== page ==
Serious about progress? Eliminate Alabama’s shame of 1901
By Ty West – Editor-in-Chief, Birmingham Business Journal
Jun 23, 2020, 12:04pm EDT
Over the past two weeks, we’ve seen numerous business leaders and companies take a stand against racism and commit to building a better future for all in Alabama.
That’s a great thing. It’s also great that so many transformational changes can come from the companies themselves, simply by changing their status quos, implementing new policies and combating racism and bias in their organizations or industries.
But if Birmingham’s business community is really serious about eliminating racism and expanding opportunities for all, not all of the necessary work will fall in that category. As we and others have noted for years, Alabama’s 1901 constitution is one of the biggest impediments to equality and progress in our state. If corporations are truly looking to eliminate racism at home, the conversation has to include supporting a new constitution for Alabama.
It’s embarrassing and a miscarriage of justice that Alabamians – in 2020 – are still voting on amendments to remove racist language from the state constitution. Yet, here we are. But even if the latest amendment passes, and even if all racist language is eventually removed, it still won’t solve the real problem.
Yes, the most blatant and offensive language will be gone, but the undertones and the intent of the 1901 constitution will remain, as evidenced by this speech from the president of the constitutional convention: “And what is it that we do want to do? Why, it is, within the limits imposed by the federal constitution, to establish white supremacy in this state.”
If it’s more than a century later and we still haven’t even purged all of the actual racist language from the document, it’s unlikely we’ve even scratched the surface of the problems with the constitution and how it treats minorities.
The constitution was designed to concentrate the power in the hands of a select few and to also limit the power of cities like Birmingham.
We see its fingerprints often. We see them in an Alabama Legislature that – under either party’s leadership – sees no problems with our lackluster rankings in health care, education, poverty and metrics that disproportionately affect minorities.
We see them with the ease in which they ignore the closure of hospitals, all in the name of defying a president who left office three years ago.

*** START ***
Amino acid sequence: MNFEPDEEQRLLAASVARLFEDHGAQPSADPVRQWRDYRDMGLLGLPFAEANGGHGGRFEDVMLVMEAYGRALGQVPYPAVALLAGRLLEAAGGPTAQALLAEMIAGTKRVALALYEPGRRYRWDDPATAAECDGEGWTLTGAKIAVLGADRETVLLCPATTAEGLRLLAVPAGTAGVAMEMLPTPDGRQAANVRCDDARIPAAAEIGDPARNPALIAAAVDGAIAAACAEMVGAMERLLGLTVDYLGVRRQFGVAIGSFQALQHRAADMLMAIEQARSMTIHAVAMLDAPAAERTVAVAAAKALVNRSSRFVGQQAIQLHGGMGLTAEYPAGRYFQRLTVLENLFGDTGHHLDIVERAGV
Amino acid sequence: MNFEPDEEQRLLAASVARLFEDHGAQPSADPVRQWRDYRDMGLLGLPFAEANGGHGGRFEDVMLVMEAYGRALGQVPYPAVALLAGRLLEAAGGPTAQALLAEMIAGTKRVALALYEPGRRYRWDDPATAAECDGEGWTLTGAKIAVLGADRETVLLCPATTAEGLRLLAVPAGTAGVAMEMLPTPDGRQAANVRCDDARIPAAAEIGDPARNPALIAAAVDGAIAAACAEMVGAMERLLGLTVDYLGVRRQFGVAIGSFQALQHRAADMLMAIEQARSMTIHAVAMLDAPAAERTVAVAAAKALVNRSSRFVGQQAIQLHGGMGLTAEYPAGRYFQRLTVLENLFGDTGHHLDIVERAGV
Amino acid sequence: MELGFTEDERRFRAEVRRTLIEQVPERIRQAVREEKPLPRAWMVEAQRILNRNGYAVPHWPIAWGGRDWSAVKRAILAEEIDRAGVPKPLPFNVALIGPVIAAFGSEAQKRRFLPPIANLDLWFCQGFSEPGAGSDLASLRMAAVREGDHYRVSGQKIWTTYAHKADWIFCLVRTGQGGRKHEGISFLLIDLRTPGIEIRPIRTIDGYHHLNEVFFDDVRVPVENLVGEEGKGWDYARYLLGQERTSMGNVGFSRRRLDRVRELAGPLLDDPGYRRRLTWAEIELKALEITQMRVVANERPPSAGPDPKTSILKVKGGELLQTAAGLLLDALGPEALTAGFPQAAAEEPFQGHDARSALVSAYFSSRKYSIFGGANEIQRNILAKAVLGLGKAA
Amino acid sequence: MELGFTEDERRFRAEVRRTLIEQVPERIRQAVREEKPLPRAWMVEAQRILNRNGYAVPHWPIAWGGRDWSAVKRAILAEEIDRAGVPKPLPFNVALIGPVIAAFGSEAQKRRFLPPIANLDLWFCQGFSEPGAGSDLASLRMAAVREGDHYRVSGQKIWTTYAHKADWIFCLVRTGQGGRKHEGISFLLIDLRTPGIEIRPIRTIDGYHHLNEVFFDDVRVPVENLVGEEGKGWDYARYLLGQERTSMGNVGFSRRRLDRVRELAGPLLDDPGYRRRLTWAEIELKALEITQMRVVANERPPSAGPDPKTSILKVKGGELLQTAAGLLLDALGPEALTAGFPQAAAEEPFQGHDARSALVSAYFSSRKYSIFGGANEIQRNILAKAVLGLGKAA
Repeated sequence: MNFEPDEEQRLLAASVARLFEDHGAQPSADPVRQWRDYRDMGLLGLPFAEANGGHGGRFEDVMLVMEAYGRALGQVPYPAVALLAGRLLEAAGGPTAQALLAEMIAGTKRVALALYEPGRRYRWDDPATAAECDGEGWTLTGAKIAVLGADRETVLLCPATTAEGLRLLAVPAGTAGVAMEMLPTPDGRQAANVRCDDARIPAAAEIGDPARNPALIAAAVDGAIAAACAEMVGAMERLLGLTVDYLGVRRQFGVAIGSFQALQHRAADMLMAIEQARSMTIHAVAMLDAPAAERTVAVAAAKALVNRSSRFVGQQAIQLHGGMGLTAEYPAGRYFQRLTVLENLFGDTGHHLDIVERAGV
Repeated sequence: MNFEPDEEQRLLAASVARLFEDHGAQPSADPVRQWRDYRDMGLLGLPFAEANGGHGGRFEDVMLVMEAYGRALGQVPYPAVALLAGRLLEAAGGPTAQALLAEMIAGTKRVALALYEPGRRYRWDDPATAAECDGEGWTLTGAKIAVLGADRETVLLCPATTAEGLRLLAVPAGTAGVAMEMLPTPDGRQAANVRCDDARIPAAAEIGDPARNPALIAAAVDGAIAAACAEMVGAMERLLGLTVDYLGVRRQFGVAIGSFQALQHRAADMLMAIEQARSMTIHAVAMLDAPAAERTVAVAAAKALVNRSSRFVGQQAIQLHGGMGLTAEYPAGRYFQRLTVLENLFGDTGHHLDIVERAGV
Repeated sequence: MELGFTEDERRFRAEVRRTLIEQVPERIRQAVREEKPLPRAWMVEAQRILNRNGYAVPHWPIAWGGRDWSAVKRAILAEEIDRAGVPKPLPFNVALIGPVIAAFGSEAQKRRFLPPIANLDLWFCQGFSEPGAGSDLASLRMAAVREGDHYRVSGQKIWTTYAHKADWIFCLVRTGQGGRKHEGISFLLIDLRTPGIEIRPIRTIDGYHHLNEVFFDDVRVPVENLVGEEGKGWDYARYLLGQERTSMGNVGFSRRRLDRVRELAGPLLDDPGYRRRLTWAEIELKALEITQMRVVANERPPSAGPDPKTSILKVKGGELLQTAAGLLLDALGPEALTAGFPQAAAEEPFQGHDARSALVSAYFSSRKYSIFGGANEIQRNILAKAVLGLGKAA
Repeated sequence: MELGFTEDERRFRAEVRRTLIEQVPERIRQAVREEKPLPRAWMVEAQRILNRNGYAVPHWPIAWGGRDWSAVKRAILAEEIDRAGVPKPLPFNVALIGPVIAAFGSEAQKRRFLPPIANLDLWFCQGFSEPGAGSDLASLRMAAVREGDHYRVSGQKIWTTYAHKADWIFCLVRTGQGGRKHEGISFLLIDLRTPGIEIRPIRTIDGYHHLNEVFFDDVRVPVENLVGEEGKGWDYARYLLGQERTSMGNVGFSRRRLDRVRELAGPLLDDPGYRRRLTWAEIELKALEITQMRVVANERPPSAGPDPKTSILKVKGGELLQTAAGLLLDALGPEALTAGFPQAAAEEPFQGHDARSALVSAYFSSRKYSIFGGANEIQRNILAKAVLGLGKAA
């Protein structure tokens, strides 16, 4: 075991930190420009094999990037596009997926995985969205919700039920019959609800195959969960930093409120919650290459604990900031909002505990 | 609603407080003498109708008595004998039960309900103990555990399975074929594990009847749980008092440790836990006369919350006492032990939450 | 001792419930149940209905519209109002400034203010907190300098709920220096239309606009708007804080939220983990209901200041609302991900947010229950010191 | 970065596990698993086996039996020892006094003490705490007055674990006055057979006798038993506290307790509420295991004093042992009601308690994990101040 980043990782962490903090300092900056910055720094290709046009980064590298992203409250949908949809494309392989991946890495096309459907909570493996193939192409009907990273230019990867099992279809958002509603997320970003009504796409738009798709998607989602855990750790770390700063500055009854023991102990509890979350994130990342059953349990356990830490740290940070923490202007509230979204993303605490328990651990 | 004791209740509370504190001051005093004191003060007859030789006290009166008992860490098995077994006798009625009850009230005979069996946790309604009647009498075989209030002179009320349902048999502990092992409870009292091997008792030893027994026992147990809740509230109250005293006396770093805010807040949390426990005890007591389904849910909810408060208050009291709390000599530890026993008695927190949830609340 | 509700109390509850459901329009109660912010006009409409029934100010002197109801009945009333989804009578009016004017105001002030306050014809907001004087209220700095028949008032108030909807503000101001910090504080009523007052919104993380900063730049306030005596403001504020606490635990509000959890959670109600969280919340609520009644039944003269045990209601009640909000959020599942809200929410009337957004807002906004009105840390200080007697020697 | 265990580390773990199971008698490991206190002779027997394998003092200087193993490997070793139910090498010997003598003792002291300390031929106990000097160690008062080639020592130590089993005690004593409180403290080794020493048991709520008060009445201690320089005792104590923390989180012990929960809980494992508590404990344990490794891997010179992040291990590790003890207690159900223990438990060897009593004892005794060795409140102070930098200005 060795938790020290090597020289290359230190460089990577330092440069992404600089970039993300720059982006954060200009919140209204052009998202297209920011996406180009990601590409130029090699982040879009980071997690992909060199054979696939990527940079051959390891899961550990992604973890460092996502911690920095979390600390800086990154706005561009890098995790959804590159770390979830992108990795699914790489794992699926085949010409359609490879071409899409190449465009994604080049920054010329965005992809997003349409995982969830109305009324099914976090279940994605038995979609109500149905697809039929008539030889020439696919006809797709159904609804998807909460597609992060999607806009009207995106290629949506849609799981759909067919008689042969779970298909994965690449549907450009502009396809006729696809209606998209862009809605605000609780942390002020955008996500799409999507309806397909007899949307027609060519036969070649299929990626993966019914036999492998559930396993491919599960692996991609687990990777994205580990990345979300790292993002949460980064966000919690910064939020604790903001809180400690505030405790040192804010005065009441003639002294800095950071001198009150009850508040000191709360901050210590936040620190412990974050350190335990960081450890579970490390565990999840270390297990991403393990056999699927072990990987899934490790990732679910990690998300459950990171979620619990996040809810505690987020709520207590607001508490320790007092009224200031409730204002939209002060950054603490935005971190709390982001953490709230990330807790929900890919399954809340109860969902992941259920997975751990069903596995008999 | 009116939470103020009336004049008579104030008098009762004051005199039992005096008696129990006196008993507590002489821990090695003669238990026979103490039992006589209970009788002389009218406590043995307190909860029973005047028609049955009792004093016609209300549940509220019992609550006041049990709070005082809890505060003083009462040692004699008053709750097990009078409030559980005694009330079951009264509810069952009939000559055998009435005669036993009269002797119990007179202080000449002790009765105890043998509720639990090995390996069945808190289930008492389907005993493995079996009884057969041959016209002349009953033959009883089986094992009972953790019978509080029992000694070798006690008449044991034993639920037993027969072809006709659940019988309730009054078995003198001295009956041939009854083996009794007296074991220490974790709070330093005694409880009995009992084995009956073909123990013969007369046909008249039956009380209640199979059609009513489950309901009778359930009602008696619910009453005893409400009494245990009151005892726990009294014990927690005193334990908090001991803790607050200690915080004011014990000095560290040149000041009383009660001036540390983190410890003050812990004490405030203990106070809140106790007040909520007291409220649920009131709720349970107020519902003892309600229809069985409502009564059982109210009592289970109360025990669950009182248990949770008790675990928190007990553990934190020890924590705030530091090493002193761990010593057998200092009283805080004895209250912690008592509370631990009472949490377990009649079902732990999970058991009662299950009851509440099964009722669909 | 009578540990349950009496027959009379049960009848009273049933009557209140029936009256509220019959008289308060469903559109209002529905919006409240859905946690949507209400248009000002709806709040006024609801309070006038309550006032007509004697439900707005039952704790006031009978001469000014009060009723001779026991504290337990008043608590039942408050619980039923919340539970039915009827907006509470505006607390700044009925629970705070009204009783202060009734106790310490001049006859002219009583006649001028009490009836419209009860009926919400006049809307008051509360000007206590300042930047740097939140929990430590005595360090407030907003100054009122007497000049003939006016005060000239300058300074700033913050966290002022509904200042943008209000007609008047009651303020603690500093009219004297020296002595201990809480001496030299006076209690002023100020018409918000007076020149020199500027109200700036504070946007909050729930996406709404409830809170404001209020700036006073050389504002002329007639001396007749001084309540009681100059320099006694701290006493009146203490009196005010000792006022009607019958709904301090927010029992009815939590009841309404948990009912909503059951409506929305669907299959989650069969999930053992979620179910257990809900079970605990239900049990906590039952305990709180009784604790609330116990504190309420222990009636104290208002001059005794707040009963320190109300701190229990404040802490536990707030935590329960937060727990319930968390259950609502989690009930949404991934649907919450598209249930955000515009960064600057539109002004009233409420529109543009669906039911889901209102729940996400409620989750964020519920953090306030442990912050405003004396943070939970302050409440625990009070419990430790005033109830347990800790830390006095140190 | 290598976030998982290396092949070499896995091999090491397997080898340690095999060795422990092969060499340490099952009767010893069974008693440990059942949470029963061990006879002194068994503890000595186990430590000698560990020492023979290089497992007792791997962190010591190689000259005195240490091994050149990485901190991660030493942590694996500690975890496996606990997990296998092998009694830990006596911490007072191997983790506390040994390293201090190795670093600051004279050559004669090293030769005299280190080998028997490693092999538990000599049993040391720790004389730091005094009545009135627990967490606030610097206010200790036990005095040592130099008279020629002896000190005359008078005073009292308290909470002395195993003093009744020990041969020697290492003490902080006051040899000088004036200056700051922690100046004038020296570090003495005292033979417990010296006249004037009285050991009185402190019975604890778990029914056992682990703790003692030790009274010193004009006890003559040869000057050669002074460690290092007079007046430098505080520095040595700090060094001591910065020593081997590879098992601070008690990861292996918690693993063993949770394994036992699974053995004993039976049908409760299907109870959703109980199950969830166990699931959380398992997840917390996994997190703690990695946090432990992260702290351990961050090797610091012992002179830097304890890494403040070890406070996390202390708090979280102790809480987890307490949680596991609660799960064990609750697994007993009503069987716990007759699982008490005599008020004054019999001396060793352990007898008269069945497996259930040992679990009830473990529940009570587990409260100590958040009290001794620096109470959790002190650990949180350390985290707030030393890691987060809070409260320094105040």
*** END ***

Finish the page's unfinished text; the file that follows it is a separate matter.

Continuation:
We see them with decision after decision that ignores the real challenges facing so many in our state – both in rural areas like the Black Belt and highly populated urban areas like Birmingham.
We’ve seen them with hastily passed legislation designed to usurp power from cities like Birmingham.
Alabama’s 1901 constitution was a poorly built house with bad window-dressing and a rotten foundation. We can remove all of the words and window-dressing we want, but the rot will remain. The only choice is to tear it down and start over, and Alabama’s business community is one of the few groups with the power to start the process.
Critics of past reform efforts are right that a new constitution could come at a cost. Tax structures could change. Some would lose their long-held power.
We think that’s a small price to pay to eliminate racism and ensure social justice in Alabama. The question is: do Alabama businesses feel the same?
Frankly, Alabama’s business community is the best hope of making it happen. They are the only group with the power to effect that type of change with the state’s lawmakers, whom history has shown won’t do it on their own.
Getting a new constitution won’t be easy, and it would likely come at a cost for many businesses that supported the effort. It would mean changing the power dynamics in the state, giving more power to cities, counties and the executive branch. It should probably also include sweeping tax reform, which as we’ve noted, could make a huge difference in Alabama simply by adjusting the rates to neighboring states.
Those changes could eliminate some of the consistency that Alabama businesses currently enjoy from the state and local government.
But “it’s too hard” or “we don’t trust ourselves to pick the leaders to do it right” are lame excuses.
We think that’s a small price to pay to eliminate racism and ensure social justice in Alabama.
The question is: do Alabama businesses feel the same?